What Is a Boil Water Advisory?
Here's what you need to know, including how to boil water without power.
With Texas in the throes of a "once in a generation" winter freeze, the state's isolated power grid has been thrown into disarray. In addition to widespread power outages and subsequent issues keeping homes heated, incidences of burst pipes and low water pressure mean that untreated, potentially contaminated ground water is at risk of seeping into the water supply.
When that happens, states and municipalities often issue boil water notices out of an abundance of caution. Though the order is pretty self-explanatory, it's worth taking a closer look into why it actually matters — not to mention how to go about actually boiling water even if your power situation leaves you in a tough spot.
Why does boiling water make it safer to drink?
While it's not a perfect solution for stripping away every type of potential pollutant, boiling water is one of the easiest, safest ways to purify your water to ensure it's potable.
The reason? Super-hot water kills harmful bacteria and microorganisms. While no such organism can survive in water of 160ºF for longer than 30 minutes, getting your water all the way up to 212ºF makes sure that any viruses, bacteria, or parasites are well and truly dead by the time it cools down.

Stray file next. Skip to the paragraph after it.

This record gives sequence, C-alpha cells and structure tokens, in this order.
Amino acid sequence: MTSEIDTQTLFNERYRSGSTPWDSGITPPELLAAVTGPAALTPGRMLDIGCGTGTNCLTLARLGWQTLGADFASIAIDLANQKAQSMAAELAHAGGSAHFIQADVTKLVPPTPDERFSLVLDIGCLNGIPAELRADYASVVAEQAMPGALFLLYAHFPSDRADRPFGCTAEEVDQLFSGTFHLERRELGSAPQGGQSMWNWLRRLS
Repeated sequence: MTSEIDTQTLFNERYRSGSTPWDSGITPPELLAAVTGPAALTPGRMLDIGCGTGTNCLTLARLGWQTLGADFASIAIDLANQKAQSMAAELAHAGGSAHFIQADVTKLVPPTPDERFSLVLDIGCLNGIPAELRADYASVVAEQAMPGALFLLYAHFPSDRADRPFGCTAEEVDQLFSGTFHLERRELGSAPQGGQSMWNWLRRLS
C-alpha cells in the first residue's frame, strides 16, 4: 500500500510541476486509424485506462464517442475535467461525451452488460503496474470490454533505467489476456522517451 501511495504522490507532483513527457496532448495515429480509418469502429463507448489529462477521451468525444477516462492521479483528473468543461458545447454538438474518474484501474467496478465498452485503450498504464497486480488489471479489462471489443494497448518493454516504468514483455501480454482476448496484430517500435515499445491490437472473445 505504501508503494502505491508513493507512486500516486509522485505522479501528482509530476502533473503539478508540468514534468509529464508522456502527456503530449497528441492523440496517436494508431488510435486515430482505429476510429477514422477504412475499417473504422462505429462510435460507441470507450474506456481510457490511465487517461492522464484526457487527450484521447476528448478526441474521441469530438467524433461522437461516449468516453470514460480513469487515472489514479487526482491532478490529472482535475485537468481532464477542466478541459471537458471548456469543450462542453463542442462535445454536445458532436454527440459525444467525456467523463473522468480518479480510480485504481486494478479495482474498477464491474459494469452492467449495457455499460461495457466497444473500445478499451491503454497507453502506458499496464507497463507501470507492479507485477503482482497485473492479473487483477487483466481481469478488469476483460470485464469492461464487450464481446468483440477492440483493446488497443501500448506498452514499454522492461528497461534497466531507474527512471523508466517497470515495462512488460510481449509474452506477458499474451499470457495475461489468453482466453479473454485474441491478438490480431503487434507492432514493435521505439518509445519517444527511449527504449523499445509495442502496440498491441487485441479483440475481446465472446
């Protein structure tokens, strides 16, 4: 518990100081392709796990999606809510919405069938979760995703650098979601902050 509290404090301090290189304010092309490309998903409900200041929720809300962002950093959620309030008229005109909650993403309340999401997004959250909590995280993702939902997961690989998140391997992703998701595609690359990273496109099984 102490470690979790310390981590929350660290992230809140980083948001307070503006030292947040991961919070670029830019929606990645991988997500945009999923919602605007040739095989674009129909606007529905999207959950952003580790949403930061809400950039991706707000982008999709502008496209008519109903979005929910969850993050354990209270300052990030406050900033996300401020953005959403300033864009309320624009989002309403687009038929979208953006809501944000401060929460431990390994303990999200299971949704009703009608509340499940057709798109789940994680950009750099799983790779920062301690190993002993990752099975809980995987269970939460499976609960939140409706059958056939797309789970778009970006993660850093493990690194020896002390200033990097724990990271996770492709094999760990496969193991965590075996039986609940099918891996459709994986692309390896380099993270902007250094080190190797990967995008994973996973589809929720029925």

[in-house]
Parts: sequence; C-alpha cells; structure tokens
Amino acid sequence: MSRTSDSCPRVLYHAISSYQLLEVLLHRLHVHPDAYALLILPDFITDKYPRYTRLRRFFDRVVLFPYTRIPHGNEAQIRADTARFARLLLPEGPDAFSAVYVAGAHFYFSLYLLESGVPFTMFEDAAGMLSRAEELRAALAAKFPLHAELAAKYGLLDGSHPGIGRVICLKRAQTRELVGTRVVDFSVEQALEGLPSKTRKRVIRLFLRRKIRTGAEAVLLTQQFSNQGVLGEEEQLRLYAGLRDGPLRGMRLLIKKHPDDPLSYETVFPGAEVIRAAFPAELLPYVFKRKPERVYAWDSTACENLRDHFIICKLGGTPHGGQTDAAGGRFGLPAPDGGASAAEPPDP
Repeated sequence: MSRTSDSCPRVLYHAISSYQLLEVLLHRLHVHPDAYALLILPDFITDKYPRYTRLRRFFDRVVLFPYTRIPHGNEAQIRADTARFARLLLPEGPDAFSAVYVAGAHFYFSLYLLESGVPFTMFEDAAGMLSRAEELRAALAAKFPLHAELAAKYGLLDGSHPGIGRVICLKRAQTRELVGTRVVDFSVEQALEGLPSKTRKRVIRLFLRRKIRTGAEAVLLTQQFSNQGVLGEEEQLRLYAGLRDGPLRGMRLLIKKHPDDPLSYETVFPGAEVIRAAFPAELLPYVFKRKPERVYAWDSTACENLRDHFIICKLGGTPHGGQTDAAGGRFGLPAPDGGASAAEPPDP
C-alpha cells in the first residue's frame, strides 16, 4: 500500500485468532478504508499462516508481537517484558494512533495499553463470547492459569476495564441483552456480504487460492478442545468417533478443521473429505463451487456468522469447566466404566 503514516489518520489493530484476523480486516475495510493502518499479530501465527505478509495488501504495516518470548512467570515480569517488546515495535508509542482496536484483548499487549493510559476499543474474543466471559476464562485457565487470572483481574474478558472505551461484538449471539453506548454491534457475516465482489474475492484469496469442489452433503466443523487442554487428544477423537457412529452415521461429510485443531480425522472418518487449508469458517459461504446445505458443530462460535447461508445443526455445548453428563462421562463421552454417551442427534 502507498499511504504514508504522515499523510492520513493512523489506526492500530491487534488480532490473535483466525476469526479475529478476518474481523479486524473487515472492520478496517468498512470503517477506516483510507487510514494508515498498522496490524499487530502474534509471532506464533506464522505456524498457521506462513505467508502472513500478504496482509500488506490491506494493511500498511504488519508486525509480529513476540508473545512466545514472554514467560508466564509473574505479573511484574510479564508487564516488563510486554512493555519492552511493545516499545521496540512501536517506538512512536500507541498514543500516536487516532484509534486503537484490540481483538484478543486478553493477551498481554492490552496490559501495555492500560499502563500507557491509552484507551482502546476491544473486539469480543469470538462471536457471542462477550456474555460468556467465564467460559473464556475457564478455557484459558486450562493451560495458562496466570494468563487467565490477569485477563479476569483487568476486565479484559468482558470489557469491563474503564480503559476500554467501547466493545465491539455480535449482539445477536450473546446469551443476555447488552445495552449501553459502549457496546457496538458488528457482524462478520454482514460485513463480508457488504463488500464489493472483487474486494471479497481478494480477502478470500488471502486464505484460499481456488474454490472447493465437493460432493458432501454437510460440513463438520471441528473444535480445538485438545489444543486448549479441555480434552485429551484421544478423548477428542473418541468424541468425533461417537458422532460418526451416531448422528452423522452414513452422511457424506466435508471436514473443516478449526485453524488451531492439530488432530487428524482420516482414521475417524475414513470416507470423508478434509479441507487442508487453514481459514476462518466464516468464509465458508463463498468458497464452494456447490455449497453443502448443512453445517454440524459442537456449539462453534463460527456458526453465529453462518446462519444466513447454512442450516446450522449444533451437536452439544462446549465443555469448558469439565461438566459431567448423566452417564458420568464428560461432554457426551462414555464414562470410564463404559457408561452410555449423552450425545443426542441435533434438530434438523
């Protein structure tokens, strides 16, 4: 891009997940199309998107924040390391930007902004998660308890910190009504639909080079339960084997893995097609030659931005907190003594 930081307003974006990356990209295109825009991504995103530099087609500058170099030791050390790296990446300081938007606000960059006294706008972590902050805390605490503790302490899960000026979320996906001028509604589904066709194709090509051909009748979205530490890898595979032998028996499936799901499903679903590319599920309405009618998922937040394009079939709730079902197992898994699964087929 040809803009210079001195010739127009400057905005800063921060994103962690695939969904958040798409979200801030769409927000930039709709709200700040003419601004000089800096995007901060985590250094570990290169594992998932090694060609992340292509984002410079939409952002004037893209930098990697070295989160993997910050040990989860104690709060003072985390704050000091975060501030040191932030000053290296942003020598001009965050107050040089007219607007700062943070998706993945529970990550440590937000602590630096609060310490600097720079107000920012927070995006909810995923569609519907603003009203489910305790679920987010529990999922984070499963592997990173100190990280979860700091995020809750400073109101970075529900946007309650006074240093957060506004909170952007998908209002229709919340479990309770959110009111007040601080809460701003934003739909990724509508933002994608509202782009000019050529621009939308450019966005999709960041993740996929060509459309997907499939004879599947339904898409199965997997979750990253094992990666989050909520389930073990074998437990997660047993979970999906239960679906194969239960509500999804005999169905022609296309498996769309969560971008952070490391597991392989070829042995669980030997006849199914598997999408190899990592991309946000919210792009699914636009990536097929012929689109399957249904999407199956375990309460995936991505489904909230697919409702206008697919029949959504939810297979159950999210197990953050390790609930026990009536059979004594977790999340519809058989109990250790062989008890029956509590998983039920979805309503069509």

How do you properly boil water?
You probably don't need too much help figuring it out how to bring water to a boil under normal circumstances, but there's no sense in leaving anything to chance where safe drinking water is concerned.
According to the Centers for Disease Control, the goal is to heat up a pot of water to a full rolling boil for one minute. If you're living 6,500 feet or more above sea level, you'll want to up that rolling boil time to three minutes given that water's relative boiling point decreases from 212ºF as altitude above sea level increases.
Once that rolling boil period is completed, you should (obviously) wait for the water to cool down before using. The good news is that once water's been properly boiled, you can safely refrigerate and drink it later as long as it doesn't come into contact with other contaminants, such as ice made from water that hasn't been boiled.
What do you need boiled water for during an advisory?
Long story short: If the water's going to end up in your mouth, boil it. Beyond drinking, any water used to brush your teeth or make coffee should be boiled first. Water that automatically comes out of appliances, like the ice maker in your fridge, shouldn't be considered safe to use during a boil water advisory.
On a related note, filtered tap water isn't inherently safe for consumption either. Even if you have the fanciest activated charcoal water filter available on the market, you're still going to need to boil that water in order to kill off any of the nastiness that can potentially make you sick.